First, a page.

Ryde Social Heritage Group research the social history of the citizens of Ryde, Isle of Wight. Documenting their lives, businesses and burial transcriptions.
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February 2008 – Snowdrops


Snowdrops, or Galanthus, which means “milk flower”, to give them their correct name, are the classic winter flowering plant, loved by everyone. When we see the first snowdrops flower we know that spring can’t be far away. In warm weather the flowers release a pleasant fragrance. They are fully hardy and even have especially hardened tips to push through snow.

It is said that during the Crimean War (1853–1856) soldiers were so enchanted by snowdrops on the battlefields they brought them home to plant in their gardens.

All species of Galanthus have bulbs, linear leaves, and erect flowering stalks, destitute of leaves but bearing at the top a solitary pendulous bell-shaped flower. Galanthus nivalis grows 15 cm tall, flowering in January or February in the northern temperate zone. The white flower has six petals, the outer three segments being larger and more convex than the inner series.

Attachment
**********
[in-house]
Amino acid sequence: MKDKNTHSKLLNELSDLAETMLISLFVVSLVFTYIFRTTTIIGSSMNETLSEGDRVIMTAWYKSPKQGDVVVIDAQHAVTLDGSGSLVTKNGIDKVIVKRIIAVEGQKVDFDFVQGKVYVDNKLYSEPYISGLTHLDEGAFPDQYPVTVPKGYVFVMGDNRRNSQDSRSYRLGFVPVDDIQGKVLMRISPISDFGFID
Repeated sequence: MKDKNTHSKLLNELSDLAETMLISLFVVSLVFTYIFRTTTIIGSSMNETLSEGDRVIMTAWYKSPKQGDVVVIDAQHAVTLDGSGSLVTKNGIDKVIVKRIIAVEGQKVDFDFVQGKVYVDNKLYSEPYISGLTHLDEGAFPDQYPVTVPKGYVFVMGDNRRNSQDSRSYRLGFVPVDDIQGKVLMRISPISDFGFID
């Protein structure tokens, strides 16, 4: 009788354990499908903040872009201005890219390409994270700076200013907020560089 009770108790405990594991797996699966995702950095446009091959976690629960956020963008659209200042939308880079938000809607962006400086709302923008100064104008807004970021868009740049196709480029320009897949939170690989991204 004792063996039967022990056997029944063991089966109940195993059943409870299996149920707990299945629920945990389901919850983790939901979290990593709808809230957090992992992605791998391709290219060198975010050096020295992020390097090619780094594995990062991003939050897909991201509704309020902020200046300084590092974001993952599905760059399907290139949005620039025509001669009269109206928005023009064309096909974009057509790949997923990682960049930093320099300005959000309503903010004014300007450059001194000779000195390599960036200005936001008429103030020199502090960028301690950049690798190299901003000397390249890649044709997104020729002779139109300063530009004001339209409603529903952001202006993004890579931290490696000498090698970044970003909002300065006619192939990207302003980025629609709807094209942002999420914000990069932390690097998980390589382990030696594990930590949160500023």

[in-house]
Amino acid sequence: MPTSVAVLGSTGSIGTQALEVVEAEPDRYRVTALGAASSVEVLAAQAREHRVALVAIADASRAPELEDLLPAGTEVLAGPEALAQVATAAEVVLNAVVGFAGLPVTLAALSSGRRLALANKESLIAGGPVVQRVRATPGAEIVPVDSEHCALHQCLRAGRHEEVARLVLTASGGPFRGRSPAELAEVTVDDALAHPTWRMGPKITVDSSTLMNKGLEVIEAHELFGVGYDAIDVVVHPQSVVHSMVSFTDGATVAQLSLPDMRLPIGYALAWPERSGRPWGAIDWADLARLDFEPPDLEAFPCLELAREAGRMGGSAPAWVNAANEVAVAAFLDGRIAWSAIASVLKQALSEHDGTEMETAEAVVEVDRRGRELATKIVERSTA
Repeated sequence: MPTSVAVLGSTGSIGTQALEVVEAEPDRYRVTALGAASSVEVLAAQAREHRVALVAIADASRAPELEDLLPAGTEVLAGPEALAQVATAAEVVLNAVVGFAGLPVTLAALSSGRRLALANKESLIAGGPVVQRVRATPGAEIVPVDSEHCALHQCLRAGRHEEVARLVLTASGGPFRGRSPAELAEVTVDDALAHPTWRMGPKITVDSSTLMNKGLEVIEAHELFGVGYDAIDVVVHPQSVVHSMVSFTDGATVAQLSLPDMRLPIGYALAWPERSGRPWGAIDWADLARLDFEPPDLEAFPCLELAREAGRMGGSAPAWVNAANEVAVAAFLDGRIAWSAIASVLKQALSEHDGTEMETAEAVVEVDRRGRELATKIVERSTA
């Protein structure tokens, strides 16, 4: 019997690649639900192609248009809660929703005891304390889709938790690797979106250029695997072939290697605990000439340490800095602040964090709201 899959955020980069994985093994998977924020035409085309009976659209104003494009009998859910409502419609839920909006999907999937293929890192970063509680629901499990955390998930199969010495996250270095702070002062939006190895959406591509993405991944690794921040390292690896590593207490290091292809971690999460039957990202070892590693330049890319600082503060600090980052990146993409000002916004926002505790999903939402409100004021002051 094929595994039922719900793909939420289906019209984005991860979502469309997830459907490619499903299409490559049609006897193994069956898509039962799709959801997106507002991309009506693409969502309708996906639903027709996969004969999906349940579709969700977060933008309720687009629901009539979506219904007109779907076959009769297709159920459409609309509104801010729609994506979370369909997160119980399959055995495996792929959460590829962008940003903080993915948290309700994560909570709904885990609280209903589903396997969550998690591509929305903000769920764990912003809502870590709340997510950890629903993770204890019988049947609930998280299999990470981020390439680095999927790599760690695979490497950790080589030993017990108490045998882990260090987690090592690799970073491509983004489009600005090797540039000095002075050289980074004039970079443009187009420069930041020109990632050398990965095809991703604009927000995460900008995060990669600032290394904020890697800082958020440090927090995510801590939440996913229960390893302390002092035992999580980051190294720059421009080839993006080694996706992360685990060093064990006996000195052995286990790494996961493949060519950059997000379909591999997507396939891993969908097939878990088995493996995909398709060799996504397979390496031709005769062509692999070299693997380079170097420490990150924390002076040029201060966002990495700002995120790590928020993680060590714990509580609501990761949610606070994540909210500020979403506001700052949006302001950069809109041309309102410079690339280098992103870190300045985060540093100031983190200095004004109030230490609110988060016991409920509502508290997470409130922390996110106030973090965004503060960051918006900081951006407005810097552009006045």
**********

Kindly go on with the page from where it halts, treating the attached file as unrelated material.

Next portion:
Photograph taken by Carol Strong
Related Website: BBC – Gardening – Plants – Snowdrop
Website URL: http://www.bbc.co.uk/gardening/plants/plantprofile_snowdrop.shtml